The Golden Buddha, officially titled Phra Phuttha Maha Suwan Patimakon, is the world's biggest solid gold statue.. It is located in the temple of Wat Traimit. In the early 1930s, reconstruction works in the banks of the Chao Phraya river near Chinatown, required the destruction of an old abandoned temple that housed a stucco-painted gold statue of Buddha. Despite the fact that the statue was not so attractive, its destruction was not an option. Thus it was decided to move it to Wat Traimit, a pagoda of minor relevance (like hundreds of other Buddhist temples that exist in Bangkok), keeping the statue in Chinatown. The temple didn't have a building big enough to house the statue, so it was kept for 20 years under a simple tin roof.
In 1955 a new building was built and the monks decided to install the statue inside it. A crane was supposed to move the statue carefully, but a cable broke and the statue fell in the mud, an event that was seen as a bad omen by the workers, who ran away from the place, leaving the statue on the soil. It was the rainy season and, as for confirming the bad omen, a terrible storm came and it lasted the whole night, flooding the whole city.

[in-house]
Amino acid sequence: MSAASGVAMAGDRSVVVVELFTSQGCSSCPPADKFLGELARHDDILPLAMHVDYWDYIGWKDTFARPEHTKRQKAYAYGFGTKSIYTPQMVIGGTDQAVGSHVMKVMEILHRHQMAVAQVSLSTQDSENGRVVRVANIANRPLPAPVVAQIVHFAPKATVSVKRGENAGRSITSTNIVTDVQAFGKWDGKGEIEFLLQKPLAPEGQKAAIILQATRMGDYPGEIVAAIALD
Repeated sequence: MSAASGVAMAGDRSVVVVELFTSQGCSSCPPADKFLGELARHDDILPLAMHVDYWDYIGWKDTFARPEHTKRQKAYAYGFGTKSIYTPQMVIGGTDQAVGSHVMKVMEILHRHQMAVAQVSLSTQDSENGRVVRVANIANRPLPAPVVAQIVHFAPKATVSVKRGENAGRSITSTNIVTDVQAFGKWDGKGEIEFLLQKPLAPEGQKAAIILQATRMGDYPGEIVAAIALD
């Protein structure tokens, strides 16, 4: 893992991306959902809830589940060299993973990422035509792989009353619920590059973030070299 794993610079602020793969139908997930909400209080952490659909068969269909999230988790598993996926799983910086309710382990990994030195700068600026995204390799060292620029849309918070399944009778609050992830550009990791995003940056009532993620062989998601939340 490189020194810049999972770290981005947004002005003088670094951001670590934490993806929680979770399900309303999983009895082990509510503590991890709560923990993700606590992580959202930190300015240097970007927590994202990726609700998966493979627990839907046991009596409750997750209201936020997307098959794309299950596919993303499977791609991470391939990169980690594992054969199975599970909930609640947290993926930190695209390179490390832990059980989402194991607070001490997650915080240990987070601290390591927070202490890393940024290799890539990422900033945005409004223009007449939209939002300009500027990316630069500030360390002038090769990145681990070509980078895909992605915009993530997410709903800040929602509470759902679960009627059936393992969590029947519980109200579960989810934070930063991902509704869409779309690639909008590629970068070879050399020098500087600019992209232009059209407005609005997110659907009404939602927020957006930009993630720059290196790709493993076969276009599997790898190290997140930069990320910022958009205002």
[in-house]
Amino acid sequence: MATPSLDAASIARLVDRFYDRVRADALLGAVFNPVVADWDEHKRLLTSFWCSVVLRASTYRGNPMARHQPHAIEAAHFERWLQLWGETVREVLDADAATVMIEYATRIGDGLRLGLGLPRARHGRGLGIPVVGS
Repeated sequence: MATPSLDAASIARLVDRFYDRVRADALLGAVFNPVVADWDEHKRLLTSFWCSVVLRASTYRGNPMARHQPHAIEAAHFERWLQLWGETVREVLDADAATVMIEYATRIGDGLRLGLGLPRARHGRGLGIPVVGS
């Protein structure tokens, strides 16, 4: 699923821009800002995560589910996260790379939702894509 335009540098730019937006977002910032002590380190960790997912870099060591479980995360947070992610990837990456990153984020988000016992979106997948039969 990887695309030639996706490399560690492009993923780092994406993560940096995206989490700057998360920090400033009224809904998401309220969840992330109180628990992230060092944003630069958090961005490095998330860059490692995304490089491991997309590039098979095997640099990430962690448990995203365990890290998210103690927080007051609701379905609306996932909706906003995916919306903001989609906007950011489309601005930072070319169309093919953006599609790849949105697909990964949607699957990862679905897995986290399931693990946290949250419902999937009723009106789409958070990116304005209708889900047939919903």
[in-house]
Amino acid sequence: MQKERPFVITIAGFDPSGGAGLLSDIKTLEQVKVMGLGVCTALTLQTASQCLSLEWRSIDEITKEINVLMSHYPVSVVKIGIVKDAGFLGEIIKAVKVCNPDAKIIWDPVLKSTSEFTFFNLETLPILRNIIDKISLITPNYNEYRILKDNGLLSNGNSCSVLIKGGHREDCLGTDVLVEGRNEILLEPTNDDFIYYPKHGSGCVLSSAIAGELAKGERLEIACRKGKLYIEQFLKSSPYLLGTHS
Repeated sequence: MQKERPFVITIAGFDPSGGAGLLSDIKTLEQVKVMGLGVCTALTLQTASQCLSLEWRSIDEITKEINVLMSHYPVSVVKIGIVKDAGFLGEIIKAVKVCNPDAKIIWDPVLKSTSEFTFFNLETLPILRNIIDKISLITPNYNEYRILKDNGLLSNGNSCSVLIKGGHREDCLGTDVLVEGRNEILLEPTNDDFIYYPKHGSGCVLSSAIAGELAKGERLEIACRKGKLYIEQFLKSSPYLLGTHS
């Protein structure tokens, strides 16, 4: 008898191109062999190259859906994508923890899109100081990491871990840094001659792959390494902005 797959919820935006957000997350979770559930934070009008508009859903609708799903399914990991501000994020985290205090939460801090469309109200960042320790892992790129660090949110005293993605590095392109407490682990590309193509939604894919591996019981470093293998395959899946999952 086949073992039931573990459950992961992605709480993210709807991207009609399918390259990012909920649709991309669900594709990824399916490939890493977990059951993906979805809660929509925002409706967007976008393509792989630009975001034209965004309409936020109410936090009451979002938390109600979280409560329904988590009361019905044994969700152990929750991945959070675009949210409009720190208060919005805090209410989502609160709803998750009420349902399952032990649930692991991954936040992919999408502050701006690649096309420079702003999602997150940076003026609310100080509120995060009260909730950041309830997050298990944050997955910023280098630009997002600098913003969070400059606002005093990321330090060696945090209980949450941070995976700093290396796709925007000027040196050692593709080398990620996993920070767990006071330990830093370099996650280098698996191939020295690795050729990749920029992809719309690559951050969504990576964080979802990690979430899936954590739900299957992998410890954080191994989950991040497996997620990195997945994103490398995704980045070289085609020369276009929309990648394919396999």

At the dawn of the next day, the abbot of the temple came to evaluate the damage and started removing the mud. He observed that the wet plaster was cracked and under it was a statue made of solid gold.
It is thought that the statue came from Ayutthaya and it was disguised under plaster to hide it from the Burmese, who were besieging the city. After being moved to Bangkok, its true composition was forgotten for almost 200 years.
The statue is 3 metres high and weights 5.5 tonnes. It is made in the Sukhothai Dynasty style, and is thought to have been made during the Sukhothai period in the 13th century.